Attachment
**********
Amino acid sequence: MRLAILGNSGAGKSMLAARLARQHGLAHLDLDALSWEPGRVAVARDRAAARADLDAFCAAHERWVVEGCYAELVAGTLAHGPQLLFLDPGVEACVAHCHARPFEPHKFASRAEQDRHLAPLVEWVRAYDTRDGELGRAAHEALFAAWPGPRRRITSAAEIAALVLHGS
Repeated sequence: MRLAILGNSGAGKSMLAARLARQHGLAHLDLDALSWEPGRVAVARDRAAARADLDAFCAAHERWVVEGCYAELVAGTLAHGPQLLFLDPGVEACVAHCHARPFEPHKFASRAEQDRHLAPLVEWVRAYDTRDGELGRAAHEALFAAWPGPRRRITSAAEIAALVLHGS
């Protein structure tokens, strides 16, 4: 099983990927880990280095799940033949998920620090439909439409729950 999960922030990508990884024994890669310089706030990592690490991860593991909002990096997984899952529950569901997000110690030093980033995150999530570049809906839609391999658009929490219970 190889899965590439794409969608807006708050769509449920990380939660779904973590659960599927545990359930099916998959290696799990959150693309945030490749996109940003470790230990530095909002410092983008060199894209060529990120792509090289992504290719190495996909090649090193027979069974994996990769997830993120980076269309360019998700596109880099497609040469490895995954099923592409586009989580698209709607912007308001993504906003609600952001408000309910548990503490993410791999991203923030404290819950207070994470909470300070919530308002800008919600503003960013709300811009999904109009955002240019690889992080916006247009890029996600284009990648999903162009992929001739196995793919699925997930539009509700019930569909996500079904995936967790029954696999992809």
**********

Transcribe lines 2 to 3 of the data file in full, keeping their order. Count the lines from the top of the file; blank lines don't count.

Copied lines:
Repeated sequence: MRLAILGNSGAGKSMLAARLARQHGLAHLDLDALSWEPGRVAVARDRAAARADLDAFCAAHERWVVEGCYAELVAGTLAHGPQLLFLDPGVEACVAHCHARPFEPHKFASRAEQDRHLAPLVEWVRAYDTRDGELGRAAHEALFAAWPGPRRRITSAAEIAALVLHGS
């Protein structure tokens, strides 16, 4: 099983990927880990280095799940033949998920620090439909439409729950 999960922030990508990884024994890669310089706030990592690490991860593991909002990096997984899952529950569901997000110690030093980033995150999530570049809906839609391999658009929490219970 190889899965590439794409969608807006708050769509449920990380939660779904973590659960599927545990359930099916998959290696799990959150693309945030490749996109940003470790230990530095909002410092983008060199894209060529990120792509090289992504290719190495996909090649090193027979069974994996990769997830993120980076269309360019998700596109880099497609040469490895995954099923592409586009989580698209709607912007308001993504906003609600952001408000309910548990503490993410791999991203923030404290819950207070994470909470300070919530308002800008919600503003960013709300811009999904109009955002240019690889992080916006247009890029996600284009990648999903162009992929001739196995793919699925997930539009509700019930569909996500079904995936967790029954696999992809």